Students advocate avoiding Aberdeen

Media-free forum opens floor to student solutions

Anyone attending the latest forum discussing issues surrounding Homecoming’s unsanctioned Aberdeen Street party may have noticed a distinct lack of journalists busy scribbling notes.

The forum, entitled “Aberdeen: Moving Forward,” was designated as student-only and media-free. Student ID cards were required for anyone wishing to enter the forum, which took place Tuesday evening in Grant Hall.

People interviewed by the Journal after the event had varied estimates of the turnout, ranging between 50 and 100 students. They said the forum lasted about two hours.

Rector Grant Bishop, the forum’s organizer and moderator, said excluding the media was meant to encourage students to express themselves freely.

“The idea of a media-free forum was that it would provide students the opportunity to discuss the issue and achieve a resolution in an in-camera manner,” Bishop said, “One where people could speak freely without having to censor themselves for quotation.”

EngSoc president Chris Zabaneh, who attended the forum, agreed.

“The philosophy behind that was that people could speak freely without fear of reprisal or being singled out,” he said. “Not all of us are comfortable with being quoted in the Journal.”

Zabaneh said he thought this forum was successful in allowing students to voice their views.

“This [forum] felt more positive and constructive, mainly because it was students talking about a student solution amongst themselves,” he said. “Sometimes, having too many groups in a room can lead to confrontation and over-justification, as opposed to something constructive.” Bradley Hammond, ASUS president, said the forum was prefaced with two broad questions: the identification of problematic issues surrounding Aberdeen, and possible solutions to these problems.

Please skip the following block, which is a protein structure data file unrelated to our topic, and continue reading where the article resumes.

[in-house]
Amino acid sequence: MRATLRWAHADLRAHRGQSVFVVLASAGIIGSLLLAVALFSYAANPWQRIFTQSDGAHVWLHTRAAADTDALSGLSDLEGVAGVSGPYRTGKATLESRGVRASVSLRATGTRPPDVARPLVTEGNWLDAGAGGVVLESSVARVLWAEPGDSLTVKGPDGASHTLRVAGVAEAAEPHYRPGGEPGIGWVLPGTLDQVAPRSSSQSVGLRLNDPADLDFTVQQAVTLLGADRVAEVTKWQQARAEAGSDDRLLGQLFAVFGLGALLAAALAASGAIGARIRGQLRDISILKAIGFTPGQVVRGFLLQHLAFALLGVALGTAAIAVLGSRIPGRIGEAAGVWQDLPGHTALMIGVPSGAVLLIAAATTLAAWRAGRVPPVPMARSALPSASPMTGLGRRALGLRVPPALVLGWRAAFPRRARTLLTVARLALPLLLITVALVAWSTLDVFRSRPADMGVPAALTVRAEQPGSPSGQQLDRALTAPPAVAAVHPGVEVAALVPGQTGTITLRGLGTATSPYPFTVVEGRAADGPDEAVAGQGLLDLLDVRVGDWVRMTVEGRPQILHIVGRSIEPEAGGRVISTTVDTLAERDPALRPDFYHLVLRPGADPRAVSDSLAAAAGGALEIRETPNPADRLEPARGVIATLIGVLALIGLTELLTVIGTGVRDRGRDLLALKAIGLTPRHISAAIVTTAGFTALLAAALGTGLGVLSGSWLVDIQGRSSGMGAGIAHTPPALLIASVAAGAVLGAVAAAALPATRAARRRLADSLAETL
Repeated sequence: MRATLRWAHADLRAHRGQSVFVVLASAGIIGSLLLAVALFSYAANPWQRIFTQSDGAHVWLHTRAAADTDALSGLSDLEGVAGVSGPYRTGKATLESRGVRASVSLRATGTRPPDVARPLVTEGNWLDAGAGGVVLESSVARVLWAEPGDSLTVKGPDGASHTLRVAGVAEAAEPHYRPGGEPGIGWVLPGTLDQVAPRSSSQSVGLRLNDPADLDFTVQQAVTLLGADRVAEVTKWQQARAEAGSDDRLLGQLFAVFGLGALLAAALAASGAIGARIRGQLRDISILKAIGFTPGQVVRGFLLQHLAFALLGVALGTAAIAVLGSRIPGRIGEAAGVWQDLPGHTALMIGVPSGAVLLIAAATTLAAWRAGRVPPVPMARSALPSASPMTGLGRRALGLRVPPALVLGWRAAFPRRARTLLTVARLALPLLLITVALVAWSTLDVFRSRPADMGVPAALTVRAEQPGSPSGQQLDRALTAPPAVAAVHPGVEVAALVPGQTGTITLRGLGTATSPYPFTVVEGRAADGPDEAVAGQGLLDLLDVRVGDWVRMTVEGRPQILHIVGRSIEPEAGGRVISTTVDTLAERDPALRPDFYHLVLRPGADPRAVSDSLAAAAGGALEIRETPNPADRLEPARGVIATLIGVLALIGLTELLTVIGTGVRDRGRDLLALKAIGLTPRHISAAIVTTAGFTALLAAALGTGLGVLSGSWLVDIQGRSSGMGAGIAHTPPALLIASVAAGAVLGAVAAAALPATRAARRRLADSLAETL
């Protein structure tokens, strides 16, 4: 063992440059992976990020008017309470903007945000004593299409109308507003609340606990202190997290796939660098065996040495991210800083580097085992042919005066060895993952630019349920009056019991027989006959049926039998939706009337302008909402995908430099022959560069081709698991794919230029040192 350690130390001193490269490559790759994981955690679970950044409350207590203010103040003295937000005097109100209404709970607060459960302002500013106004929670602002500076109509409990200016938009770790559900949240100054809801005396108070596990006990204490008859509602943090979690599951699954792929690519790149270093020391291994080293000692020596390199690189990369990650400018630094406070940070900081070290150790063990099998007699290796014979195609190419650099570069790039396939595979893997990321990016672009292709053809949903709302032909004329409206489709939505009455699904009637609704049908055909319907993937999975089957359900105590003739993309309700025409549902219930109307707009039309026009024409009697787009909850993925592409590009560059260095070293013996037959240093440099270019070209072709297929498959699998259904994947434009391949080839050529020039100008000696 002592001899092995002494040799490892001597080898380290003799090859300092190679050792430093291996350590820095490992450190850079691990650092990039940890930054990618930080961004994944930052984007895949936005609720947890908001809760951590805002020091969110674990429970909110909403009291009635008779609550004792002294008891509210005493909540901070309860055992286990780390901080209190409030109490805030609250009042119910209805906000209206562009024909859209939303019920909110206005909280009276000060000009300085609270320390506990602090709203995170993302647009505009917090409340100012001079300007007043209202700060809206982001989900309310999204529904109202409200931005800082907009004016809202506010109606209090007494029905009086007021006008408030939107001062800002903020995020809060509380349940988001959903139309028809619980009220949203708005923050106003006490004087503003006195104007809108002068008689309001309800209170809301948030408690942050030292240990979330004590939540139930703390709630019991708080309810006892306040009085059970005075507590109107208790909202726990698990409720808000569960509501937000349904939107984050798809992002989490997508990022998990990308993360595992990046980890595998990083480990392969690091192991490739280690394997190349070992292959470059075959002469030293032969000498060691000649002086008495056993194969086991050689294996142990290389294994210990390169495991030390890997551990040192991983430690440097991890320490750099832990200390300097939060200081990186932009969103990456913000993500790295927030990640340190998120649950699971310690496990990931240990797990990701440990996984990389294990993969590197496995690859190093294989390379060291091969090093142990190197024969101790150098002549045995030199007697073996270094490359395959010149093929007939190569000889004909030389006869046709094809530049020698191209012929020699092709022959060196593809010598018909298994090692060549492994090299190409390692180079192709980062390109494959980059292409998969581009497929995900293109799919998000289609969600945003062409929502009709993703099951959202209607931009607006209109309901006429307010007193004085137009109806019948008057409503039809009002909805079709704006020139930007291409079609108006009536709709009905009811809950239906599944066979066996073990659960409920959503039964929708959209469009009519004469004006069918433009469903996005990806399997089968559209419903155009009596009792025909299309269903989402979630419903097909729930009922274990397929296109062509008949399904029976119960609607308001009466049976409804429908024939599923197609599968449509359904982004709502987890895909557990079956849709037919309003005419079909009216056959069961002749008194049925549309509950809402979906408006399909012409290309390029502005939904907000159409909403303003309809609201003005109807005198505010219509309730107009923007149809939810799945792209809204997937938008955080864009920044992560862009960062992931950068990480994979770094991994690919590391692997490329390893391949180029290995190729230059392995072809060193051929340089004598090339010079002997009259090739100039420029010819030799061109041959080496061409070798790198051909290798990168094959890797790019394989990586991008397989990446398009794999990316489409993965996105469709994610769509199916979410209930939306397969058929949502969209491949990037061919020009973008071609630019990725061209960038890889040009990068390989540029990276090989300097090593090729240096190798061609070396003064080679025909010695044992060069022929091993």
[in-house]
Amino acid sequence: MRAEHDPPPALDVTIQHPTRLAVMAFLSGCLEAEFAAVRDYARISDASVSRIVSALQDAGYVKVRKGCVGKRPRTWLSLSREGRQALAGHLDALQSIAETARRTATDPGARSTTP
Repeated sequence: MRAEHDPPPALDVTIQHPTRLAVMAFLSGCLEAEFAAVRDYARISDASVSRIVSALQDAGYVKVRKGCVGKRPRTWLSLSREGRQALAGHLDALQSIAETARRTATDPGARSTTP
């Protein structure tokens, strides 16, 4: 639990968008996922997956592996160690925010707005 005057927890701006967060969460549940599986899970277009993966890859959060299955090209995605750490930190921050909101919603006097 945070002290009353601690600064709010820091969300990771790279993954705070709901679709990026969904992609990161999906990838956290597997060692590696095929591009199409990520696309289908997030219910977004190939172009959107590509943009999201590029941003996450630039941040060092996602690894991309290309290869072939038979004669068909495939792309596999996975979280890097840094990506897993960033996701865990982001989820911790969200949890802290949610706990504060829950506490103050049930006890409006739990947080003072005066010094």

“I would certainly say there were some very strong opinions said,” Hammond said. “Certainly a lot of new perspectives that I have not heard before.”

Bishop said a common sentiment expressed was the need for the dispersion of the activities of Homecoming to a wide range of venues outside of Aberdeen Street.

“It must be a concerted effort to stay away from Aberdeen,” he said, “[and] recognizing the shame it cast on our student community this year and the blight on our reputation this represented.”

Fran Darwin, ArtSci ’06, said she liked the forum.

“I thought it was a good step in the right direction,” she said.

“There were a lot of practical solutions that were being suggested. As to what will happen with those solutions, that wasn’t really discussed.” She said one student voiced concerns that the forum was a waste of time.

“[He said] the people that mattered weren’t there, and they don’t care,” Darwin said. “My question would be, why don’t they care?”

Darwin said that while many of the students she saw at the forum are normally very involved in the Queen’s community, a variety of views were aired.

“I was really happy to see that there was more than just student government [present],” she said. “A lot of people had a lot to say.” Darwin said she was concerned that the possibility of another similar forum was not mentioned.

“This kind of discussion can happen on an ongoing basis,” she said. “I think this is just the beginning.”

Darwin said she is planning a similar student forum that will take place next semester, focusing primarily on Queen’s culture.

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